By Sharon Omahen
University of Georgia
In a state known for peaches, home gardeners can grow oranges and other citrus fruits if they live in coastal or extreme southern portions of Georgia.
“Citrus grows best south of a Columbus-to-Macon-to-Augusta line,” said Marco Fonseca, a Cooperative Extension horticulturist with the University of Georgia College of Agricultural and Environmental Sciences.
Fonseca strongly discourages gardeners from trying to grow citrus in middle to north Georgia or in home landscapes lower than U.S. Department of Agriculture zone 9. The severe winter temperatures in this region of the state are detrimental to growing citrus fruits.
“Georgians along the coast have had success the past few years due to the mild winters,” he said.
Fonseca has seen citrus growing as far north as Cherokee County. “Trifoliate-oranges can be grown in parts of north Georgia,” he said. “But this is a thorny tree with fruit that’s so sour it’s inedible.”
Georgia’s unpredictable weather also lessens homeowners’ chances of successfully growing citrus.
“If you live in Georgia, you know firsthand,” Fonseca said. “It can be 75 degrees one day and below freezing the next.”
These conditions can kill new growth and blooms that could become fruit and put added stress on the plant.
Despite these limitations, more and more south and coastal Georgians are giving citrus a chance in their home gardens. David Dowdy of Brunswick, Ga., is one of them.
“When I was a teenager, our family had a kumquat tree in our yard on Jekyll Island,” he said. “So my first citrus tree had to be a kumquat.”
It was a good choice. Kumquats are the most cold hardy of commonly grown acid citrus fruits. “Kumquats have delayed growth in the spring,” Fonseca said. “This helps them avoid late freeze damage.”
The kumquat is an attractive, shrub-like tree with orange-like fruits about an inch in diameter. The fruits can be eaten fresh, peel and all, or used to make jellies, marmalade and candies. The three commonly propagated varieties are Nagami, Marumi and Meiwa.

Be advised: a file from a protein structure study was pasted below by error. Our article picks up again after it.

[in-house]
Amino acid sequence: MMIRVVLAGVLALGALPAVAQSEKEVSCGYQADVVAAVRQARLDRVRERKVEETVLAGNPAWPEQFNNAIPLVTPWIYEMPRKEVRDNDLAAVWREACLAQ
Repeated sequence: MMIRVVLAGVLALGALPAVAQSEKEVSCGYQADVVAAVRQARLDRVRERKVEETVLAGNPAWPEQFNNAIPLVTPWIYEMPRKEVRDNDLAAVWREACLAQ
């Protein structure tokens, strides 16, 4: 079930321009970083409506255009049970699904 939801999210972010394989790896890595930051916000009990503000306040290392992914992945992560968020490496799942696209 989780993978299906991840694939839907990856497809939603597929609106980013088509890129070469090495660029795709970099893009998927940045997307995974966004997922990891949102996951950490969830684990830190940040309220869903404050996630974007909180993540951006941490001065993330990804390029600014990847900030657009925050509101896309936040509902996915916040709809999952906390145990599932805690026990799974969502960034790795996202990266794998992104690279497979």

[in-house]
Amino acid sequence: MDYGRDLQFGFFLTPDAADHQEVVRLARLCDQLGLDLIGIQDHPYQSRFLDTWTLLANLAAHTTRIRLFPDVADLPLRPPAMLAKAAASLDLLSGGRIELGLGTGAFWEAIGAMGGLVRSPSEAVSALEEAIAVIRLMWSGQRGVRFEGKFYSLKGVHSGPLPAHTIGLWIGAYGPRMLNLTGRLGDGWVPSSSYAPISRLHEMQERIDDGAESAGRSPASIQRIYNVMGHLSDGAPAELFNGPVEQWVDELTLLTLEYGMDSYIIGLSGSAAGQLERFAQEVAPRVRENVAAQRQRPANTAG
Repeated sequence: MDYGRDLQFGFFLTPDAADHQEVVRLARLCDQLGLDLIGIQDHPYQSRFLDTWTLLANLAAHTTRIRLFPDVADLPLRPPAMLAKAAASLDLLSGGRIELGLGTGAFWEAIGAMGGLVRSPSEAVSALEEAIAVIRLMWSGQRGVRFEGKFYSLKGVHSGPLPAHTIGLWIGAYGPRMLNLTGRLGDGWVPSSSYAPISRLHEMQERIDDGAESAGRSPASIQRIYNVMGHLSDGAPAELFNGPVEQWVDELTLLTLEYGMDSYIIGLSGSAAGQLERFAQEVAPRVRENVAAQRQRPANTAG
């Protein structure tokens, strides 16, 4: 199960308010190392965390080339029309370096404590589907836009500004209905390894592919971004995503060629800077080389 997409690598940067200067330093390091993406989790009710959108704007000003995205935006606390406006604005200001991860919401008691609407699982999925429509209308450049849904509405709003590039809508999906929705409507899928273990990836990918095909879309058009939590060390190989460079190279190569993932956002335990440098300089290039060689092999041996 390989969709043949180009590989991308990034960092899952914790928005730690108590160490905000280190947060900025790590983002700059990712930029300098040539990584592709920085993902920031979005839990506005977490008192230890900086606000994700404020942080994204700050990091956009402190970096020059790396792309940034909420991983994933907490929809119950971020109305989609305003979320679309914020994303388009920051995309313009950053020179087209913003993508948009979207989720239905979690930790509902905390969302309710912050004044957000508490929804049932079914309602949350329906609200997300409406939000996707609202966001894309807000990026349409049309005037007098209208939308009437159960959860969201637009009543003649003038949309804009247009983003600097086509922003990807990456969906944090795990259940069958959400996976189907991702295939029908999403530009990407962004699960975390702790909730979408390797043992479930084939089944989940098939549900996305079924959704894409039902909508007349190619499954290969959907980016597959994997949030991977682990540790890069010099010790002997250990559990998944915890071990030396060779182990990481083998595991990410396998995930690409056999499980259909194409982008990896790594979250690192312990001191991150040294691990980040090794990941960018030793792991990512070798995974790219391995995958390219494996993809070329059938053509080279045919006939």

“Nagami fruits are oblong to pear-shaped and have acid pulp,” Fonseca said. “The others are sweeter and rounder. Meiwa, which produces nearly round, sweet fruit, has become one of the most popular varieties for home planting.”
Unfortunately, Dowdy’s kumquat plant died. His next citrus tree, a tangerine, has brought much more success.
“The tangerine tree just took off and produced a lot of fruit in just a year,” he said. “I planted it by a huge oak tree, so I think it protects the tangerine from what little frost we do get.”
The first year after he planted the tangerine tree, Dowdy had to drive into Florida to buy citrus-fruit fertilizer.
“The second year, it started looking bad, so I bought citrus-fruit spikes from Home Depot,” he said. “It perked up after that and produced so much fruit that the limbs broke.”
Dowdy and his neighbors often share their harvests. “On my street alone, we have grapefruits, oranges, kumquats and tangerines growing,” he said.
Citrus plants can be grown as individual plants or in groups as hedges, Fonseca said. They also make excellent container plants.
“In addition to providing fruits, citrus plants make attractive ornamental specimens,” he said. “And they’re self-fruitful, so they don’t require cross-pollination.”
Hybrid plants called citranges have been crossed to grow better in Georgia conditions. “I know of two varieties that are growing in Telfair County and Thomasville,” Fonseca said. “They produce blooms, but the fruit is lemon-like.”
Back in Brunswick, Dowdy is already planning his next citrus experiment: “My neighbors are now growing big grapefruits that I’d put up against Florida-grown fruit. Maybe now I’ll try to grow a pineapple.”
(Sharon Omahen is a news editor with the University of Georgia College of Agricultural and Environmental Sciences.)